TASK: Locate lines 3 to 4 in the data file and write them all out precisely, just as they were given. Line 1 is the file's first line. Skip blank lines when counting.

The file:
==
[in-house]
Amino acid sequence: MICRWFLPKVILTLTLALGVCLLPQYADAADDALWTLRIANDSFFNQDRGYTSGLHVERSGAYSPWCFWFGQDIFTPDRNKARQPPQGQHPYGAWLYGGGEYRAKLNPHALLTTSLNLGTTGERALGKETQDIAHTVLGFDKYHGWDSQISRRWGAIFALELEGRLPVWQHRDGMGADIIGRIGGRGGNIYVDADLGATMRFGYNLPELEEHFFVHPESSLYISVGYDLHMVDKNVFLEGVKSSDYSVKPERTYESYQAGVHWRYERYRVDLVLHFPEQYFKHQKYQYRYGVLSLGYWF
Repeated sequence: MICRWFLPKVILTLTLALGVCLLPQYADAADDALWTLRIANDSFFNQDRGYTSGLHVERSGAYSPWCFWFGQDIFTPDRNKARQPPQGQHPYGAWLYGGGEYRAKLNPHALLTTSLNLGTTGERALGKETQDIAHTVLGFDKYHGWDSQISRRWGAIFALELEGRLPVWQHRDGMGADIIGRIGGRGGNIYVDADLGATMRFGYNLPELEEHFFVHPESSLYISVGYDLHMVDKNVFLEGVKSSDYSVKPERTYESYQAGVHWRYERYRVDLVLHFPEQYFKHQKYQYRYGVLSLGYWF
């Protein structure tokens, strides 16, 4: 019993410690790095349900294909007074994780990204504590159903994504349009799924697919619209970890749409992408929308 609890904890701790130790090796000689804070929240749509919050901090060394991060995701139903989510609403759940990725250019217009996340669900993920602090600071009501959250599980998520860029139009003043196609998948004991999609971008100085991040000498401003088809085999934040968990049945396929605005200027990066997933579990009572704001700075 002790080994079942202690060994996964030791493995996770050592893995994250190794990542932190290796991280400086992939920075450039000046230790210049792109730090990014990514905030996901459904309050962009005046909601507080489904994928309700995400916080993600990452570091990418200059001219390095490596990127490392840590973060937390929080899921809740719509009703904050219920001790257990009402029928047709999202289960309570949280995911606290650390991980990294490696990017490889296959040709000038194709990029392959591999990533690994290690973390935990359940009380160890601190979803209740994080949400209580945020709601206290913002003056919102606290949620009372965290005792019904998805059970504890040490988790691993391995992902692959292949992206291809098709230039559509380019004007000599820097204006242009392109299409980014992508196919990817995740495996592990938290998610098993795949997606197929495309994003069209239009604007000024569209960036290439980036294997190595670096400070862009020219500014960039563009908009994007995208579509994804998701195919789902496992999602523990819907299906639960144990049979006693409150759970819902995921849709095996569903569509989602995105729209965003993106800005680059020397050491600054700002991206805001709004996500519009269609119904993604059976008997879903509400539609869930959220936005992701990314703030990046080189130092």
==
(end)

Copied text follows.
Repeated sequence: MICRWFLPKVILTLTLALGVCLLPQYADAADDALWTLRIANDSFFNQDRGYTSGLHVERSGAYSPWCFWFGQDIFTPDRNKARQPPQGQHPYGAWLYGGGEYRAKLNPHALLTTSLNLGTTGERALGKETQDIAHTVLGFDKYHGWDSQISRRWGAIFALELEGRLPVWQHRDGMGADIIGRIGGRGGNIYVDADLGATMRFGYNLPELEEHFFVHPESSLYISVGYDLHMVDKNVFLEGVKSSDYSVKPERTYESYQAGVHWRYERYRVDLVLHFPEQYFKHQKYQYRYGVLSLGYWF
């Protein structure tokens, strides 16, 4: 019993410690790095349900294909007074994780990204504590159903994504349009799924697919619209970890749409992408929308 609890904890701790130790090796000689804070929240749509919050901090060394991060995701139903989510609403759940990725250019217009996340669900993920602090600071009501959250599980998520860029139009003043196609998948004991999609971008100085991040000498401003088809085999934040968990049945396929605005200027990066997933579990009572704001700075 002790080994079942202690060994996964030791493995996770050592893995994250190794990542932190290796991280400086992939920075450039000046230790210049792109730090990014990514905030996901459904309050962009005046909601507080489904994928309700995400916080993600990452570091990418200059001219390095490596990127490392840590973060937390929080899921809740719509009703904050219920001790257990009402029928047709999202289960309570949280995911606290650390991980990294490696990017490889296959040709000038194709990029392959591999990533690994290690973390935990359940009380160890601190979803209740994080949400209580945020709601206290913002003056919102606290949620009372965290005792019904998805059970504890040490988790691993391995992902692959292949992206291809098709230039559509380019004007000599820097204006242009392109299409980014992508196919990817995740495996592990938290998610098993795949997606197929495309994003069209239009604007000024569209960036290439980036294997190595670096400070862009020219500014960039563009908009994007995208579509994804998701195919789902496992999602523990819907299906639960144990049979006693409150759970819902995921849709095996569903569509989602995105729209965003993106800005680059020397050491600054700002991206805001709004996500519009269609119904993604059976008997879903509400539609869930959220936005992701990314703030990046080189130092």